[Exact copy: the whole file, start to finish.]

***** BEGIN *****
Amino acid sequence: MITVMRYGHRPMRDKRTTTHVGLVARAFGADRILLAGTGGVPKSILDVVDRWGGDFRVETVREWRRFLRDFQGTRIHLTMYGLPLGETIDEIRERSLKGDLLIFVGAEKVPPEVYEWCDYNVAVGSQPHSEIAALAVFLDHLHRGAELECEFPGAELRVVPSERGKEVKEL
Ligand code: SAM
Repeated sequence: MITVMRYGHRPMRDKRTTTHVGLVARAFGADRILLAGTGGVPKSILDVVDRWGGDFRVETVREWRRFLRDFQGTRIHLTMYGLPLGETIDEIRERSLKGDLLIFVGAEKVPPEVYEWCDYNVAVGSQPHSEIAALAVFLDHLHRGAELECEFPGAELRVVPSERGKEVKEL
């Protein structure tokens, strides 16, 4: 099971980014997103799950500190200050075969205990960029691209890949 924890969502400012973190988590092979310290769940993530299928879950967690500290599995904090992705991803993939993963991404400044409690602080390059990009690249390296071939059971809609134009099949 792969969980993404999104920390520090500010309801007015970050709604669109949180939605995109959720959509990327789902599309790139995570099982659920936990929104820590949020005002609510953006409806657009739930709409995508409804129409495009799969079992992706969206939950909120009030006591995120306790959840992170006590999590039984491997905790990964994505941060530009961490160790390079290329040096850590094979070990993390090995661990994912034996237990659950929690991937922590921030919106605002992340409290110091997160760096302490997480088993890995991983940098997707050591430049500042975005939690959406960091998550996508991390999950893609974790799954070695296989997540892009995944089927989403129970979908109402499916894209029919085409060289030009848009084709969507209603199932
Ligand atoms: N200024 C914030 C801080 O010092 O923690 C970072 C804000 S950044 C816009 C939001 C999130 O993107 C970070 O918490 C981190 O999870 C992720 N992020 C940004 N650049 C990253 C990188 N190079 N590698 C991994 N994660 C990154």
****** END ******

Amino acid sequence: MITVMRYGHRPMRDKRTTTHVGLVARAFGADRILLAGTGGVPKSILDVVDRWGGDFRVETVREWRRFLRDFQGTRIHLTMYGLPLGETIDEIRERSLKGDLLIFVGAEKVPPEVYEWCDYNVAVGSQPHSEIAALAVFLDHLHRGAELECEFPGAELRVVPSERGKEVKEL
Ligand code: SAM
Repeated sequence: MITVMRYGHRPMRDKRTTTHVGLVARAFGADRILLAGTGGVPKSILDVVDRWGGDFRVETVREWRRFLRDFQGTRIHLTMYGLPLGETIDEIRERSLKGDLLIFVGAEKVPPEVYEWCDYNVAVGSQPHSEIAALAVFLDHLHRGAELECEFPGAELRVVPSERGKEVKEL
């Protein structure tokens, strides 16, 4: 099971980014997103799950500190200050075969205990960029691209890949 924890969502400012973190988590092979310290769940993530299928879950967690500290599995904090992705991803993939993963991404400044409690602080390059990009690249390296071939059971809609134009099949 792969969980993404999104920390520090500010309801007015970050709604669109949180939605995109959720959509990327789902599309790139995570099982659920936990929104820590949020005002609510953006409806657009739930709409995508409804129409495009799969079992992706969206939950909120009030006591995120306790959840992170006590999590039984491997905790990964994505941060530009961490160790390079290329040096850590094979070990993390090995661990994912034996237990659950929690991937922590921030919106605002992340409290110091997160760096302490997480088993890995991983940098997707050591430049500042975005939690959406960091998550996508991390999950893609974790799954070695296989997540892009995944089927989403129970979908109402499916894209029919085409060289030009848009084709969507209603199932
Ligand atoms: N200024 C914030 C801080 O010092 O923690 C970072 C804000 S950044 C816009 C939001 C999130 O993107 C970070 O918490 C981190 O999870 C992720 N992020 C940004 N650049 C990253 C990188 N190079 N590698 C991994 N994660 C990154």